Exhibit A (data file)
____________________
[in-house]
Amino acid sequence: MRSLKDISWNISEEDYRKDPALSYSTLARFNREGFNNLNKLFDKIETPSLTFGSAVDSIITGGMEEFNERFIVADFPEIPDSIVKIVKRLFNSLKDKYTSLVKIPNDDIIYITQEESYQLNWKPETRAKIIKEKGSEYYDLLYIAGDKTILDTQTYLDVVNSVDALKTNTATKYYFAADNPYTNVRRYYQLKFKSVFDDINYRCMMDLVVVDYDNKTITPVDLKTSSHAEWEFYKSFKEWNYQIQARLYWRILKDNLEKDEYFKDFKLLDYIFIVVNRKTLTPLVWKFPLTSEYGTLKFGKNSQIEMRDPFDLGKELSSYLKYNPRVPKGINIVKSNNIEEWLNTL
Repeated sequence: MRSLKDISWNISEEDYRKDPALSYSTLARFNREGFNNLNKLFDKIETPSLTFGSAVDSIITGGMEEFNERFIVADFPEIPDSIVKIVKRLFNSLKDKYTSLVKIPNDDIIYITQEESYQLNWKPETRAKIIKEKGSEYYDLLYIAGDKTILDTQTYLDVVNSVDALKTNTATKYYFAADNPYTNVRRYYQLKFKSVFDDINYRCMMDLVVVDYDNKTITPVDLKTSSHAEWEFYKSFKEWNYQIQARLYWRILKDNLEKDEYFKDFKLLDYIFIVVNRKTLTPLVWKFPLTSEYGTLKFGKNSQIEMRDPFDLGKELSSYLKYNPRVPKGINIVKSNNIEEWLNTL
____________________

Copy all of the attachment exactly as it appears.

[in-house]
Amino acid sequence: MRSLKDISWNISEEDYRKDPALSYSTLARFNREGFNNLNKLFDKIETPSLTFGSAVDSIITGGMEEFNERFIVADFPEIPDSIVKIVKRLFNSLKDKYTSLVKIPNDDIIYITQEESYQLNWKPETRAKIIKEKGSEYYDLLYIAGDKTILDTQTYLDVVNSVDALKTNTATKYYFAADNPYTNVRRYYQLKFKSVFDDINYRCMMDLVVVDYDNKTITPVDLKTSSHAEWEFYKSFKEWNYQIQARLYWRILKDNLEKDEYFKDFKLLDYIFIVVNRKTLTPLVWKFPLTSEYGTLKFGKNSQIEMRDPFDLGKELSSYLKYNPRVPKGINIVKSNNIEEWLNTL
Repeated sequence: MRSLKDISWNISEEDYRKDPALSYSTLARFNREGFNNLNKLFDKIETPSLTFGSAVDSIITGGMEEFNERFIVADFPEIPDSIVKIVKRLFNSLKDKYTSLVKIPNDDIIYITQEESYQLNWKPETRAKIIKEKGSEYYDLLYIAGDKTILDTQTYLDVVNSVDALKTNTATKYYFAADNPYTNVRRYYQLKFKSVFDDINYRCMMDLVVVDYDNKTITPVDLKTSSHAEWEFYKSFKEWNYQIQARLYWRILKDNLEKDEYFKDFKLLDYIFIVVNRKTLTPLVWKFPLTSEYGTLKFGKNSQIEMRDPFDLGKELSSYLKYNPRVPKGINIVKSNNIEEWLNTL